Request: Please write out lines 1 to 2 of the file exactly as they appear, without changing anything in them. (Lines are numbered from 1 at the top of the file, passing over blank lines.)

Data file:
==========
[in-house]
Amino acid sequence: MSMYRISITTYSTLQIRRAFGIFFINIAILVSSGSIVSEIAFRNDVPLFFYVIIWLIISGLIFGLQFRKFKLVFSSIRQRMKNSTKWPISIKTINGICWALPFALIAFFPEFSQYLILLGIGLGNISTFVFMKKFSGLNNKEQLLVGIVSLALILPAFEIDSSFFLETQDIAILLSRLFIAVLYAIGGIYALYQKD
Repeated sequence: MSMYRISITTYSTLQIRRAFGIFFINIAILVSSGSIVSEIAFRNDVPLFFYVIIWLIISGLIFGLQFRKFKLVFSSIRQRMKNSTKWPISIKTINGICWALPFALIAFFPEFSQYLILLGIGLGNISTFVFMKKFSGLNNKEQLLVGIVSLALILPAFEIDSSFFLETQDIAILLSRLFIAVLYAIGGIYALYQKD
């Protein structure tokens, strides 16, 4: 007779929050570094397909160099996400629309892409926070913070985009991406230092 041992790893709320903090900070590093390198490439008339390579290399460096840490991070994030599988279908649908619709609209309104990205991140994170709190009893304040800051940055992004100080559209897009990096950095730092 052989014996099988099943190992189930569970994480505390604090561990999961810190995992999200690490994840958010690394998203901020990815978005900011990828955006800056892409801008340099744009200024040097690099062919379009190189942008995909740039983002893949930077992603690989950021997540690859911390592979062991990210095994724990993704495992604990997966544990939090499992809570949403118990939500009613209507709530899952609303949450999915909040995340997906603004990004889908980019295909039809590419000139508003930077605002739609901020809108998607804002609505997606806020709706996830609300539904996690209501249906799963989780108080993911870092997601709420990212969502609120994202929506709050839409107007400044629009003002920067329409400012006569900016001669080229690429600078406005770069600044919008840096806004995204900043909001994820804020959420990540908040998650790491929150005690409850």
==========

[in-house]
Amino acid sequence: MSMYRISITTYSTLQIRRAFGIFFINIAILVSSGSIVSEIAFRNDVPLFFYVIIWLIISGLIFGLQFRKFKLVFSSIRQRMKNSTKWPISIKTINGICWALPFALIAFFPEFSQYLILLGIGLGNISTFVFMKKFSGLNNKEQLLVGIVSLALILPAFEIDSSFFLETQDIAILLSRLFIAVLYAIGGIYALYQKD